All of that aside, it's worth pointing out that C# is a very well designed language. This isn't something that was cobbled together by a couple of guys in a garage. The creators of this language did some fairly extensive research of the existing languages (including Java), and brought in the help of some of the foremost minds on the subject.

        So, is it as good as they claim it is? Probably not. However, after only half a year of C# programming, I've gone back on my original stance and decided to use it as my primary rapid-application-development platform under Windows (with Python being used for all other OSes).

        If you've got to learn one or the other, I'd go with .NET in the classroom. With it you can learn all the important concepts that you need to learn. Then, if you're any good at all as a programmer, you should be able to make the jump from C# to Java in just a few weeks at the most.

    • I agree.

      I've been using Java since 1996, and it's served me well. But Sun are being way to proprietary about lots of bits of the language and libraries, and it isn't really an open source system. Same is true of C#, no better, not significantly worse. It's also really wrong to think of these as two different languages - they're /much/ more similar than dialects of LISP, for example.

  • Java - Duh. (Score:2, Insightful)

    by sbaker (47485) *
    Cool! Language Wars. Let loose the flaming trolls!!

    If you are a Linux nut (as well you should be) then it's
    gotta be Java since C# is a work of the devil.

    In the end, once you know one OOP language, you know 95%
    of what you need to work in any OOP language - so if you
    learned Java - but needed to pick up C# or C++ or something
    in the future, it wouldn't be that hard.

    I guess you could do the course in C# and teach yourself
    Java in parallel on your Linux box...but that's more work.
    • Re:Java - Duh. (Score:3, Insightful)

      by ackthpt (218170) *
      In the end, once you know one OOP language, you know 95% of what you need to work in any OOP language

      Exactly. And if you've intelligence greater than that of a gnat you pick the right language for the job.

      Unfortunately there are the questions of support and "shop language", which will often overrule the most well reasoned case for using the best tool. I fought it a few times, ultimately losing in one costly case (costly because we eventually had to scrap the alternative and go back to what I'd argued f

    • In the end, once you know one OOP language, you know 95% of what you need to work in any OOP language

      Not quite. The basic concepts are the same throughout all OO languages, of course, but the fact that Java and C# (and, to a lesser extent, C++) are so similar is - basically - that they all have a common ancestor in C, and that they also build upon each other to some extent. Other OO languages are different, though - if you have ever programmed in Smalltalk-80, for example, you'll know what I mean. (Bea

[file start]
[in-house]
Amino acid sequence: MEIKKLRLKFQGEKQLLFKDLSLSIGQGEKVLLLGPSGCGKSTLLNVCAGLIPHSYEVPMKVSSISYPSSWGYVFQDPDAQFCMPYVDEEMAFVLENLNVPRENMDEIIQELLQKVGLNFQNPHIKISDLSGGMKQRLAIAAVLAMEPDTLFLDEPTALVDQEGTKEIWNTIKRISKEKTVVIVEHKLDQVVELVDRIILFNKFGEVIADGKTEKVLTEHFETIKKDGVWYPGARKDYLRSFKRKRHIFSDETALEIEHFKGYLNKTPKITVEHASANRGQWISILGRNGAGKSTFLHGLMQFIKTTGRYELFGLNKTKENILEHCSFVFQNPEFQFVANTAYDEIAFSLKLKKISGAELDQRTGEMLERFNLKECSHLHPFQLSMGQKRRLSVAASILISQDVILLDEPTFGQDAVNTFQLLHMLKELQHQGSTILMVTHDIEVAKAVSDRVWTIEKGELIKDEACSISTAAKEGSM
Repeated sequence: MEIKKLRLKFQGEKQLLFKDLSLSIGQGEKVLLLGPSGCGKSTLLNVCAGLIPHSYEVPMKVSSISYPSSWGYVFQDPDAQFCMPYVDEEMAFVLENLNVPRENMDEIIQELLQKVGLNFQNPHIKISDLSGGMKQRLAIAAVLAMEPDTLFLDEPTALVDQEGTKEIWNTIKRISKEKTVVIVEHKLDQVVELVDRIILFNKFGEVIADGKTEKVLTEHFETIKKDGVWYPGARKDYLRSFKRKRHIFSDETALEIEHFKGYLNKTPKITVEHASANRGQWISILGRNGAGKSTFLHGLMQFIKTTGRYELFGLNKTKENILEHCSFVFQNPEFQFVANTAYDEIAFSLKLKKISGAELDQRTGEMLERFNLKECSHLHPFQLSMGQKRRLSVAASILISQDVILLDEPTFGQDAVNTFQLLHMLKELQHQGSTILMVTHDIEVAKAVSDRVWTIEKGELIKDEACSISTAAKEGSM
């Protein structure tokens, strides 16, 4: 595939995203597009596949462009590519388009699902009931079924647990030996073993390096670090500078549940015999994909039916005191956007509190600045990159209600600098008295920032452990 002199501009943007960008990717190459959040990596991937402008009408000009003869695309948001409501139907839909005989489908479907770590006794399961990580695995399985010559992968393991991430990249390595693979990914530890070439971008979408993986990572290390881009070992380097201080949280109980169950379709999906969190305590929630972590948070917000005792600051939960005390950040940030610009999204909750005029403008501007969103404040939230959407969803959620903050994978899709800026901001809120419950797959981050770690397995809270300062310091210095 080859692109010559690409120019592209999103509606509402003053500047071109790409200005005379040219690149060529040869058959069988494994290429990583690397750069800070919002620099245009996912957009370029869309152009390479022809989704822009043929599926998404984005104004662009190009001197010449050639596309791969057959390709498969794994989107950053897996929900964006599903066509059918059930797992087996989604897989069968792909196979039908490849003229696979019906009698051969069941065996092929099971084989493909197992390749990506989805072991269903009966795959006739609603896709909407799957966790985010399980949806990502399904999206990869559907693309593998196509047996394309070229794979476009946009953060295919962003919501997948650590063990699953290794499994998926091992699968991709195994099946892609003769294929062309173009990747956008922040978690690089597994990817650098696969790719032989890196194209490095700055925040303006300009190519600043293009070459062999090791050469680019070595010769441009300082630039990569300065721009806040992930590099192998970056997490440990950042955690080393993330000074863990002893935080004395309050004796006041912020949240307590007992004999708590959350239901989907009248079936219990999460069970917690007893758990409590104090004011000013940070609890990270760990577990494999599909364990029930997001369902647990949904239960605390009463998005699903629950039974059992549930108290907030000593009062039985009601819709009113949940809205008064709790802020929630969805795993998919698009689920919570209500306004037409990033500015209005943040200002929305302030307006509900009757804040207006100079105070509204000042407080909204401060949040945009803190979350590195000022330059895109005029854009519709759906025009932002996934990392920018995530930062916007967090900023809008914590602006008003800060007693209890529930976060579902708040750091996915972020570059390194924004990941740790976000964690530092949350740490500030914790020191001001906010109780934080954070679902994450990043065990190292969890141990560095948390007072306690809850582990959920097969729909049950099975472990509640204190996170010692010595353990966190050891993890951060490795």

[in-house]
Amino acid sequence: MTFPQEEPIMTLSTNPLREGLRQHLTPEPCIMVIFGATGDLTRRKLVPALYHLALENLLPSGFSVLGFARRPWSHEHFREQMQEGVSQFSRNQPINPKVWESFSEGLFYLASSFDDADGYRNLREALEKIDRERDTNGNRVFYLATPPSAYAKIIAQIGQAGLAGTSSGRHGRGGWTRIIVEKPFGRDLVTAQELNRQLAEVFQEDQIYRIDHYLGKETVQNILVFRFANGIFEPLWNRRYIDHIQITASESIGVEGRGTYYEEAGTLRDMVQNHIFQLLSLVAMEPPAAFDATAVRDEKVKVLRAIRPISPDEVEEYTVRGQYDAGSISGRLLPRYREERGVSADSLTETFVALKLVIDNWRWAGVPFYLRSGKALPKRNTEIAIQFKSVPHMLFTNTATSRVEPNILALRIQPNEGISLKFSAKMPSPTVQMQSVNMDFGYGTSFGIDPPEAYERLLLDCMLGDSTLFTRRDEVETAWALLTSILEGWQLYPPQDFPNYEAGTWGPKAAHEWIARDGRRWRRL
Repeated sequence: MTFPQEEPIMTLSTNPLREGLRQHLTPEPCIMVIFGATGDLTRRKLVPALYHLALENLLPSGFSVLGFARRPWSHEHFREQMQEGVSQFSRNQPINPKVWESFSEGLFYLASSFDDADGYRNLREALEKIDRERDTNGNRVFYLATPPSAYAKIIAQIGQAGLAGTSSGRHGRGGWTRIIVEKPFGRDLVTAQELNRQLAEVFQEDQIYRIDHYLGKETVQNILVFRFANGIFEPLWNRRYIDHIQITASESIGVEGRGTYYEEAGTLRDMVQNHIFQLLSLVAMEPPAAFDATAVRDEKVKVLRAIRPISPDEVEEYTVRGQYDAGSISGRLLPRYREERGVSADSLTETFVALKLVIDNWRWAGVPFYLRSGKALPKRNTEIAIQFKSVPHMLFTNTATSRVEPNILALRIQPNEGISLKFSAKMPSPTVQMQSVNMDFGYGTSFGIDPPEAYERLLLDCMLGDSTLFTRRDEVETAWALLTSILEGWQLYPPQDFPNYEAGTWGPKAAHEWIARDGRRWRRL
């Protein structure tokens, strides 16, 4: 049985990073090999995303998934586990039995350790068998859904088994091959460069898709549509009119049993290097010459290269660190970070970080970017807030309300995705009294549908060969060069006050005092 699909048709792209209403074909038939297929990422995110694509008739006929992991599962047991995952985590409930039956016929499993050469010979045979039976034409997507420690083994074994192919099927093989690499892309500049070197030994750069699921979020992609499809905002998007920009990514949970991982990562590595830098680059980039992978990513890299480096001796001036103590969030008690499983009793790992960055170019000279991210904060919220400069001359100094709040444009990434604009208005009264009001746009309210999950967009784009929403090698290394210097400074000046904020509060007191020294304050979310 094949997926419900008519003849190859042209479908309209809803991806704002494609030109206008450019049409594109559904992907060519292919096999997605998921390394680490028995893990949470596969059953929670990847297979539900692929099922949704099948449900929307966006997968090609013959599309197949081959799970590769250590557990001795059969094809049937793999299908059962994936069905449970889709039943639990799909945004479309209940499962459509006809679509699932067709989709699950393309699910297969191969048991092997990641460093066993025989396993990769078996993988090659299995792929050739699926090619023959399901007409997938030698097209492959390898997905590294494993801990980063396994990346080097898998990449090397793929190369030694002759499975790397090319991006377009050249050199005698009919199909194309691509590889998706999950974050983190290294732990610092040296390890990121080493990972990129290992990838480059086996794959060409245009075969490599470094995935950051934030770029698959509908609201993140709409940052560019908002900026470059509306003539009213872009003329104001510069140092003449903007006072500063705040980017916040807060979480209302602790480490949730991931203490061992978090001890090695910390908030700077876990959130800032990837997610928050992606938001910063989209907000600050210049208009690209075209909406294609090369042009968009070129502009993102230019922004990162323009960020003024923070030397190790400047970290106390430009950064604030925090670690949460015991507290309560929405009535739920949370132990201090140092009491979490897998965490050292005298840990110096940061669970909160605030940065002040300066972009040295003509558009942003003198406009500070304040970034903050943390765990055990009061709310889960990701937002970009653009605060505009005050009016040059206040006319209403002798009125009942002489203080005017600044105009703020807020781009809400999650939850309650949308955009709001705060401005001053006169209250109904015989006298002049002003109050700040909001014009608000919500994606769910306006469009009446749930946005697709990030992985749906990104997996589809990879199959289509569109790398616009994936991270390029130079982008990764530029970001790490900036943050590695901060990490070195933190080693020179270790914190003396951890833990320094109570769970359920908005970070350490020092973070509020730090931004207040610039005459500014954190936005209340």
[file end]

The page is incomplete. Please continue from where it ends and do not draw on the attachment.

• Re:Java - Duh. (Score:3, Insightful)

      by 0xABADC0DA (867955)
      It's much easier to learn object-oriented design from Java. Sun is basically an engineering company, and they make nice clean hardware and software from a theoretical standpoint. You'll see examples throughout the API and language, often with explanations why the design was chosen (for example why the collections are designed the way they are). You can read the discussions at the Java Community Process and find out why changes were made and what lesser designs were considered.

      If you want to write okay co
    • emacs! (Score:3, Funny)

      by heson (915298)
      Choose whatever language you like as long as you use emacs.
  • C# == MS Java.

    At least, on a basic level. Personally, I'd say if you're aiming for broadness on your resume, Java will get you a lot further than C#. But then, it really depends on the type of company you're aiming at.
  • by Anonymous Coward on Friday December 23, 2005 @04:33PM (#14328839)
    just pick one, and then learn the other on your own. don't fool yourself into thinking that one will be more important by the time you graduate.

    the field changes very quickly so if you learn to be flexible, you'll be more ready for the new languages and systems that are around a year or two after you start working too

    remember -- languages and programming is fun! if it's not fun for you then you are in the wrong field and you should seriously think about that early on.
  • by TrumpetPower! (190615) <ben@trumpetpower.com> on Friday December 23, 2005 @04:33PM (#14328843) Homepage
    ...is being taught by a better professor.

    Cheers,

    b&
  • Java. (Score:5, Insightful)

    by dan_sdot (721837) on Friday December 23, 2005 @04:33PM (#14328844)
    Learn Java. And try to use it in the Linux environment. Basically, what is important here is not the fact that you are going to learn a certain language, but that you will learn how to write object oriented code. Once you learn that, you can pick up c#, c++, etc.
    The advantage of Java in my mind is that it can be used in a Linux environment where you will be forced to understand the "application creation" process from top to bottom, as opposed to a Window environment where you just write the code and let the OS and the tools provided do all the other work for you.
    Learning a new language is trivial. Make sure that you understand the CONCEPTS of coding.
    • Seconded. The differences between java and C# are relatively small, but java fits better in a Linux environment. If you want to become a serious software engineer you should spend some time to learn one or two other programming languages too, to broaden your view.
    • Re:Java. (Score:5, Interesting)

      by b17bmbr (608864) on Friday December 23, 2005 @04:43PM (#14328944)
      I teach the AP comp sci class at my high school. I stress repeatedly that they need to learn to program first, then do it in java second. I always show them examples with python, perl, php, even c, for comparison. Learning good programming techniques is entirely different from "learning (programming language)". It's like the debate over editors, ide's, whatever, it's the best tool for the job. Me, I like java for lots of things. But I also do alot with LAMP and the same concepts apply. Whether its branching, security, speed, or features, I always design first, code second. I can never emphasize that enough with my class.